Once your child starts to take thyroid medication, he/she may have more energy and better concentration at school. When a child is on the correct dose of anti-thyroid medicine, he/she should not have any symptoms of hyperthyroidism.

Radiation therapy can be used to treat hyperthyroidism when medication does not work. With this therapy, a radioactive form of iodine is given to stop the thyroid gland from working. Another treatment occasionally used, is removal of part or all of the thyroid gland with surgery. If your child needs either radioactive iodine therapy or surgery, your doctor will further discuss the risks/benefits with you.

Empty Sella Syndrome

Empty Sella Syndrome (ESS) is a disorder that involves the sella turcica, a bony structure at the base of the brain that surrounds and protects the pituitary gland. ESS is a condition that is often discovered during tests for pituitary disorders, when radiological imaging of the pituitary gland reveals a sella turica that appears to be empty.

There are two types of ESS: primary and secondary.

Primary ESS happens when a small anatomical defect above the pituitary gland increases pressure in the sella turica and causes the gland to flatten out along the interior walls of the sella turica cavity.

Primary ESS is associated with obesity and high blood pressure in women. The disorder sometimes results in a build-up of fluid pressure inside the skull and the pituitary gland may be smaller than usual.

Secondary ESS is the result of the pituitary gland regressing within the cavity after an injury, surgery, or radiation therapy.

Individuals with secondary ESS due to destruction of the pituitary gland have symptoms that reflect the loss of pituitary functions, such as:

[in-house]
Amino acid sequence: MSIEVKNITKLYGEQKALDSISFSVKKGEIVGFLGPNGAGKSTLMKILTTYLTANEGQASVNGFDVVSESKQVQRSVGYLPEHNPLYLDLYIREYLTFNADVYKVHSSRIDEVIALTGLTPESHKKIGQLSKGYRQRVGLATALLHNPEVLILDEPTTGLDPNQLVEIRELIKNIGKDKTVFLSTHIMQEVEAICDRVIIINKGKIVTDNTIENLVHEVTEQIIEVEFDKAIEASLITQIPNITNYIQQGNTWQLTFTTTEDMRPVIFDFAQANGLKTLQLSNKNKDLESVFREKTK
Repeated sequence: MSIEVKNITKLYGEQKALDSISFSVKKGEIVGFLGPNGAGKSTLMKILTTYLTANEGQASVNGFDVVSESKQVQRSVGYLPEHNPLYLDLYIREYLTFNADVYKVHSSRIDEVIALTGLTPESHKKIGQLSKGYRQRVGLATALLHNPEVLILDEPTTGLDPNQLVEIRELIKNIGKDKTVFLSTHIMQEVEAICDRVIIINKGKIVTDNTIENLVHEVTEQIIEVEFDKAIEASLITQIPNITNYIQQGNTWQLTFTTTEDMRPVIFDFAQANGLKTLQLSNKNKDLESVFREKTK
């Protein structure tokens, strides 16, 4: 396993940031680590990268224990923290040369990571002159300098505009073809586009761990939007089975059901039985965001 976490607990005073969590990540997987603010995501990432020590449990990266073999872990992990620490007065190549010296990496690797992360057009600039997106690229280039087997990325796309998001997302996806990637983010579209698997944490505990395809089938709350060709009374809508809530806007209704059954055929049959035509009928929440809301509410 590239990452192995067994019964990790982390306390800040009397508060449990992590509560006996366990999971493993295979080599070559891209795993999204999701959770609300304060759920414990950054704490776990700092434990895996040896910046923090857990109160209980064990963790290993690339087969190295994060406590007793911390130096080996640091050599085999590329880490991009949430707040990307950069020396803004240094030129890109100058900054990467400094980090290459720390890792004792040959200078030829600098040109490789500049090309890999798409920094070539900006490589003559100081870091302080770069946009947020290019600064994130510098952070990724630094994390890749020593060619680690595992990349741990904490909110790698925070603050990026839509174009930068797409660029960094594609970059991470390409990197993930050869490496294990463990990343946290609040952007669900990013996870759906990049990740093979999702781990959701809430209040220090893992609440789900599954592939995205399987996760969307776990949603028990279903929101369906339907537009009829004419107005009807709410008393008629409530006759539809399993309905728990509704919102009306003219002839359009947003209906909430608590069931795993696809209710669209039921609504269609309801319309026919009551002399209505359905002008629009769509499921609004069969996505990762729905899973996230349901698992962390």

• The ceasing of menstrual periods
  • Infertility
  • Fatigue
  • Intolerance to stress
  • Intolerance to infection

In children, ESS may be associated with:

  • Early onset of puberty
  • Growth hormone deficiency
  • Pituitary tumors
  • Pituitary gland dysfunction

MRI scans are useful in evaluating ESS and differentiating it from other disorders that produce an enlarged sella.

ESS is not a life-threatening illness. Unless the syndrome results in other medical problems, treatment for endocrine dysfunction associated with pituitary malfunction is symptomatic and supportive. In some cases, surgery may be needed.

Diabetic Neuropathy

Diabetic neuropathy is a peripheral nerve disorder caused by diabetes or poor blood sugar control.

The most common types of diabetic neuropathy result in problems with sensation in the feet. It can develop slowly after many years of diabetes or may occur early in the disease. The symptoms are numbness, pain, or tingling in the feet or lower legs. The pain can be intense and require treatment to relieve the discomfort. The loss of sensation in the feet may also increase the possibility that foot injuries will go unnoticed and develop into ulcers or lesions that become infected. In some cases, diabetic neuropathy can be associated with difficulty walking and some weakness in the foot muscles.